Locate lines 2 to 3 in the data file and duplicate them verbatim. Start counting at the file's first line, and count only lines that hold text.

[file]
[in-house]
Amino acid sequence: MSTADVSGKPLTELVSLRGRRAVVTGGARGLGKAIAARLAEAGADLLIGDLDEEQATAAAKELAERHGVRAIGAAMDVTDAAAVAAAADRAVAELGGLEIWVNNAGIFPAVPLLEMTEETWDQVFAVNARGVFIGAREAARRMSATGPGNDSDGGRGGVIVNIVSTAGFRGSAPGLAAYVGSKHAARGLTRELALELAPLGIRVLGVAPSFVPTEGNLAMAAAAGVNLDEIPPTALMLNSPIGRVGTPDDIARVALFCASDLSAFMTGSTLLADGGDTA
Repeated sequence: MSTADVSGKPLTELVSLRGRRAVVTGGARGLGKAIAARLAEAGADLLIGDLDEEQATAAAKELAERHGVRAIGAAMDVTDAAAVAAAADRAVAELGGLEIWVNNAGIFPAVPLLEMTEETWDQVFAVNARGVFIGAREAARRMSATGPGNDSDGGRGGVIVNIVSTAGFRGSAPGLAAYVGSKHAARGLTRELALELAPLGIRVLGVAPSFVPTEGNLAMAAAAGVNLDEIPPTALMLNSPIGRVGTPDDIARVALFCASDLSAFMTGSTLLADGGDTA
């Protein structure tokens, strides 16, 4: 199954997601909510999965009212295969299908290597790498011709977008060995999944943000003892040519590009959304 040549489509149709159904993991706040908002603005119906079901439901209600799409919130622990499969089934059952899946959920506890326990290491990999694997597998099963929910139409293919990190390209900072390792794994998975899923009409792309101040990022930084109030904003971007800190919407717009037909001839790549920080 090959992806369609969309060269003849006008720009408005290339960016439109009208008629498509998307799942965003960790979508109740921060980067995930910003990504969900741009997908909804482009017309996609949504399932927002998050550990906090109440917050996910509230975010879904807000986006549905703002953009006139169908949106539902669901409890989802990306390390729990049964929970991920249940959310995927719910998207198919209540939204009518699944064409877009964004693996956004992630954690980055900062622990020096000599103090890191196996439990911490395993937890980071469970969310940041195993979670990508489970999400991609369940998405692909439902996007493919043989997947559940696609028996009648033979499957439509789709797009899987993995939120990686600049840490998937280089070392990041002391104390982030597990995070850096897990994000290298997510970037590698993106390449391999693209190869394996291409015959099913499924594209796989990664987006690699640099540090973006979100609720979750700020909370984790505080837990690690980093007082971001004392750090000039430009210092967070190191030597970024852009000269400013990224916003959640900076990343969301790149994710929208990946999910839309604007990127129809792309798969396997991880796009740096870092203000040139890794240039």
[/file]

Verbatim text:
Amino acid sequence: MSTADVSGKPLTELVSLRGRRAVVTGGARGLGKAIAARLAEAGADLLIGDLDEEQATAAAKELAERHGVRAIGAAMDVTDAAAVAAAADRAVAELGGLEIWVNNAGIFPAVPLLEMTEETWDQVFAVNARGVFIGAREAARRMSATGPGNDSDGGRGGVIVNIVSTAGFRGSAPGLAAYVGSKHAARGLTRELALELAPLGIRVLGVAPSFVPTEGNLAMAAAAGVNLDEIPPTALMLNSPIGRVGTPDDIARVALFCASDLSAFMTGSTLLADGGDTA
Repeated sequence: MSTADVSGKPLTELVSLRGRRAVVTGGARGLGKAIAARLAEAGADLLIGDLDEEQATAAAKELAERHGVRAIGAAMDVTDAAAVAAAADRAVAELGGLEIWVNNAGIFPAVPLLEMTEETWDQVFAVNARGVFIGAREAARRMSATGPGNDSDGGRGGVIVNIVSTAGFRGSAPGLAAYVGSKHAARGLTRELALELAPLGIRVLGVAPSFVPTEGNLAMAAAAGVNLDEIPPTALMLNSPIGRVGTPDDIARVALFCASDLSAFMTGSTLLADGGDTA